An oversubscribed bond offering does not necessarily mean it is a success. Just like any other product, one would feel satisfied if there is a lot of demand for the bond. But we still need to be worried about the yield (the interest rate Kenya will pay to the investors) at which we end up issuing the bond at. This will have an impact on the cost of servicing the country’s national debt and, hence, its sustainability. Therefore, the lesser the yield and the closer it is to the equivalent US bond, the more successful we can say the offering has been.

What are the key attractions that could accelerate its uptake?

When you sell a Eurobond, you need a convincing argument on the viable use of the proceeds to deliver returns. The ‘good’ story must be backed by good fundamentals and robust economic growth prospects. From the preliminary prospectus, I think Kenya has a good story to tell. Kenya has a diverse economy, which is not resource-dependent. It also has a convincing story about the quality of its debt management. Kenya’s debt-to-GDP ratios may be higher than the average SSA ratio but this is largely due to the fact that we did not benefit from the IMF-sponsored Heavily Indebted Poor Countries and the World Bank-backed Multilateral Debt Relief initiatives in 2000s.

At what yield do you think Kenya will issue the bond?

Bonds ideally reflect the value of a country. The sovereign bond yield, at least in the short term, would depend on the fundamental conditions in the economy. It would depend on investors’ perception of the risk of default. Kenya is rated B+ by both Fitch and Standard & Poor’s. The sovereign bond yields would thus need to be relatively high to attract global investors. Apart from the fundamentals, other factors like size and timing of the issue will also influence the yield at issue date. Zambia, for instance, issued its10-year $750 million in September 2012 for 5.625 per cent while Ghana issued a similar bond at eight per cent in July 2013. Is Zambia a better buy than Ghana? Not necessarily. Zambia timed the market well when it did its first issue and came in when the US treasuries were very tight and investors virtually had little or no alternatives. Rwanda had even a better timing and although theirs was a smaller issue of only $400 million, they issued it at 6.875 per cent. Nigeria issued a 10-year $500m bond at the same time as Ghana at a yield of 6.625 per cent. From a timing perspective, I would probably compare Kenya’s with Nigeria and Ghana, which were issued post tapering. I expect Kenya’s to be anywhere between what these two countries issued theirs at and around the 7.5 per cent mark.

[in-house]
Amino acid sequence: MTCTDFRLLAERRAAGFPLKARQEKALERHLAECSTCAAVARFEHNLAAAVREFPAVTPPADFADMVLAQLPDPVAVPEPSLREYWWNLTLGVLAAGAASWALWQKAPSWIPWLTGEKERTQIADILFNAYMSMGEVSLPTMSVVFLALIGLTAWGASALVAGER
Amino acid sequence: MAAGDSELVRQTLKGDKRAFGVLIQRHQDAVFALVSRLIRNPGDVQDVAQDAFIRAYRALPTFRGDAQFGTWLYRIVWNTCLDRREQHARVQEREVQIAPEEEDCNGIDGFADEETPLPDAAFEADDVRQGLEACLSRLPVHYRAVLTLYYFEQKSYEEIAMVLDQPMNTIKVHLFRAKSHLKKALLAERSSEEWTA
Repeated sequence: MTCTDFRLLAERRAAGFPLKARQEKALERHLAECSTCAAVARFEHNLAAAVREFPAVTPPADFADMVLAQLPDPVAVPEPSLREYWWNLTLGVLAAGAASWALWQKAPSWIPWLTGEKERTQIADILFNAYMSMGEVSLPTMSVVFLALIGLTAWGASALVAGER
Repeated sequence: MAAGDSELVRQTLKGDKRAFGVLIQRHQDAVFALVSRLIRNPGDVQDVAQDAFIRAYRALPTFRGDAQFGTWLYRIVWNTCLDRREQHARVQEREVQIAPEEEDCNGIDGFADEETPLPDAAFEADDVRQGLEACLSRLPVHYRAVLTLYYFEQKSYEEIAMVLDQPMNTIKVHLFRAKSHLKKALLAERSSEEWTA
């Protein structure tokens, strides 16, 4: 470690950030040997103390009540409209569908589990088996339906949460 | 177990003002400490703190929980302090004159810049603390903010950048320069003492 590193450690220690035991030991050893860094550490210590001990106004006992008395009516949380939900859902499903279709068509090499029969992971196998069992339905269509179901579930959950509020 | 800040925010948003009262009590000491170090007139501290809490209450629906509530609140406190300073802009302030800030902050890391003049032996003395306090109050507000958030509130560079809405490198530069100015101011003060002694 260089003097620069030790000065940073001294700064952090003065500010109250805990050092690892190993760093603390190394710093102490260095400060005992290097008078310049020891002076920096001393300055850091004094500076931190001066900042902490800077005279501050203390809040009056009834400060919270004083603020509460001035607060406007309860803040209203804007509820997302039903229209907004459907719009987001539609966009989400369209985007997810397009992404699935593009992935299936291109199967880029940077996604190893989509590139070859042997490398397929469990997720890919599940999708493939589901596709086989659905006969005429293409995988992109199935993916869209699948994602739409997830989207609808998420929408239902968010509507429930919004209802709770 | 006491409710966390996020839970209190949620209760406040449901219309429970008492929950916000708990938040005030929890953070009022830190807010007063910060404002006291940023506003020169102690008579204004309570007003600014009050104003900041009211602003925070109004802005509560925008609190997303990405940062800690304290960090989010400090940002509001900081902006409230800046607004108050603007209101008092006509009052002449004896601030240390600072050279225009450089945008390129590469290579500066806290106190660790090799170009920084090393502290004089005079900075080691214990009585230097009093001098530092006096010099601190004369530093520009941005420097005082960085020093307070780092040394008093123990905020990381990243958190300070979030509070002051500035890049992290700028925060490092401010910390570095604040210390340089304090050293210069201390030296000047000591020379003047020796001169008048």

Do you think the sale will bring some relief to our struggling economy?

A successful sovereign issuance will show the level of enthusiasm foreign investors have for Kenya. Therefore, other foreign investments will trail any successful sovereign bond issuance in the international capital markets. For this reason, it is expected that we will attract more foreign capital flow after the issuance of the Eurobond. We need to work hard to grow the economy and continue to rely on our own internally generated revenues. Getting this money does not mean our current economic challenges will go away. Remember the Sh132 billion (if Kenya issues $1.5 billion), we will raise will all not be new money as almost half of this will be used to pay off existing loans. Whether this will bring some relief to the economy or not will also very much depend on how we use the proceeds of the bond. The bond proceeds is already budgeted for in this coming financial year but what exactly will it finance? Well, I read the preliminary prospectus and it is noted in there that the remainder, after the $600m syndicated loans and interest are paid off, will be used for ‘general budgetary purposes, including the funding of infrastructure.

This means the money from that bond will go into the national pot to cover part of the Sh400 billion plus deficit. The deficit comes from new spending plans and old spending plans. So although it is said that we are borrowing to fund new infrastructure, in actual fact we are borrowing to meet the revenue gap, which is made up of many things.